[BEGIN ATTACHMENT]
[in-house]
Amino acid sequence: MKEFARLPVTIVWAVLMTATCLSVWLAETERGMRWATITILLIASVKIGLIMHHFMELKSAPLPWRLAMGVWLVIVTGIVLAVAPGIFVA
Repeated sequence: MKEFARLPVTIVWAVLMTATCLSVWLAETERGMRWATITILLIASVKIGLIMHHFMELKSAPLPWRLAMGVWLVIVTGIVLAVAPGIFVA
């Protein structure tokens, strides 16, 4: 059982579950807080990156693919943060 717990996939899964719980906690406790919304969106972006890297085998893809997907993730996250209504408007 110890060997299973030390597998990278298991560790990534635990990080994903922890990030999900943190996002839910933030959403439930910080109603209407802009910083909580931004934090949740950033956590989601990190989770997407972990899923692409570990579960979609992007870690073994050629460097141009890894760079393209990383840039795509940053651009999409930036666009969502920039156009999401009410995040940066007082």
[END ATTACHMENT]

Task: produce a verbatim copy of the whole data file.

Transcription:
[in-house]
Amino acid sequence: MKEFARLPVTIVWAVLMTATCLSVWLAETERGMRWATITILLIASVKIGLIMHHFMELKSAPLPWRLAMGVWLVIVTGIVLAVAPGIFVA
Repeated sequence: MKEFARLPVTIVWAVLMTATCLSVWLAETERGMRWATITILLIASVKIGLIMHHFMELKSAPLPWRLAMGVWLVIVTGIVLAVAPGIFVA
């Protein structure tokens, strides 16, 4: 059982579950807080990156693919943060 717990996939899964719980906690406790919304969106972006890297085998893809997907993730996250209504408007 110890060997299973030390597998990278298991560790990534635990990080994903922890990030999900943190996002839910933030959403439930910080109603209407802009910083909580931004934090949740950033956590989601990190989770997407972990899923692409570990579960979609992007870690073994050629460097141009890894760079393209990383840039795509940053651009999409930036666009969502920039156009999401009410995040940066007082």